By Dr. Aviva Weisbord, Executive Director, SHEMESH
The Yamim Tovim coming up – Rosh HaShanah, Yom Kippur, Sukkot, Simchat Torah – are beautiful, inspiring, meaningful and quite challenging for parents and children. Schedules are out the window, meals are later than usual, bedtime is a forgotten concept and everyone seems out of sorts. For children who have more than the typical need for structure, Yom Tov can create havoc with their lives, and with the lives of their families, too!
There actually are some ways to minimize the disruptions caused by a month of Yom Tov and it’s worth thinking about them beforehand. The most effective approach is to PLAN, PLAN, PLAN. This is difficult to do when our minds are focused on menus and preparing for guests. As arduous as it appears, planning can save tears, arguments and much unpleasantness. Here are a few ways to keep the Yom Tov disturbances to a minimum, even as we recognize that it is not possible to eliminate them entirely.
The first step is to maintain as much of a regular schedule as possible, including time for meals and, when applicable, for medications. Even though people will be getting home later than usual from Shul, have a meal or at least a mini-meal ready for your children at the regular time, helping them keep their body clocks on schedule. Prepare the children for the schedule changes and let them know you will help them deal with these.
Map out each day, so you don’t spend two hours of the morning trying to figure out what your family will be doing on Chol HaMoed. If you’re travelling, bring things to do in the car and take a lot of breaks for running around and stretching. If you’re having guests with children, put away the favorite toys. This will teach your children to share the other toys, while letting them know that it’s not necessary to share everything. It also demonstrates your respect for items that are important to them.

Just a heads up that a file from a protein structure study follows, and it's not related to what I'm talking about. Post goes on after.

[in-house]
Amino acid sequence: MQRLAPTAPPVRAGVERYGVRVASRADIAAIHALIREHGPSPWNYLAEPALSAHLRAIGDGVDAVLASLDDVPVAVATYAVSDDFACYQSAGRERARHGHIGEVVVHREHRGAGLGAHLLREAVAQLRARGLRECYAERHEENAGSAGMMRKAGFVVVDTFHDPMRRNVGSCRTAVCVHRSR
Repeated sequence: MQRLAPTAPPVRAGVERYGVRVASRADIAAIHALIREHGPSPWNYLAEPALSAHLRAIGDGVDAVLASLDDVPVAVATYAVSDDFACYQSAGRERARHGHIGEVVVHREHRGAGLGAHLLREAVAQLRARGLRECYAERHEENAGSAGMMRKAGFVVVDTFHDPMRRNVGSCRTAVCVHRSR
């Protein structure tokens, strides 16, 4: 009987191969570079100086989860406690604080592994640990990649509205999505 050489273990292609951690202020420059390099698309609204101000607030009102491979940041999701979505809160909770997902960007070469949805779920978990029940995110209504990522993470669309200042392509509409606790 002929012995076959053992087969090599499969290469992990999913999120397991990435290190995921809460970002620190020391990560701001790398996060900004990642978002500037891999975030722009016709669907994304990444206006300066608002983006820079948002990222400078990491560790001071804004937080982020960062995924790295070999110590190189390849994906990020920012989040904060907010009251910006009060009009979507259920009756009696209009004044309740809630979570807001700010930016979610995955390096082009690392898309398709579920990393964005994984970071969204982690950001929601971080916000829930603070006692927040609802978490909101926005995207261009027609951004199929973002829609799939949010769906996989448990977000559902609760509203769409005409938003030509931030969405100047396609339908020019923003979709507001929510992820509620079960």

Be sure to have a back-up plan. This can include a private signal that lets them know it’s time to settle down, or to avoid commenting on anything “quirky” going on. Expect to leave the table for a bit, if that helps your child regain composure. Maintain the medication schedule; don’t stop just because there’s no school. The activities of Yom Tov will require all the inner resources your children can muster, so give them whatever they need to manage the hectic times. Be lavish with your encouragement and appreciation for each thing that goes well and remember: “A word of encouragement during a failure is worth more than an hour of praise after success. Expect meltdowns and move on.
When you take the time and put much thought into planning for these three weeks, you might just be pleasantly surprised about how well things actually can go! We wish you all a Shana Tova, Yom Tov Sameach, and much success in keeping sane and steady over the next few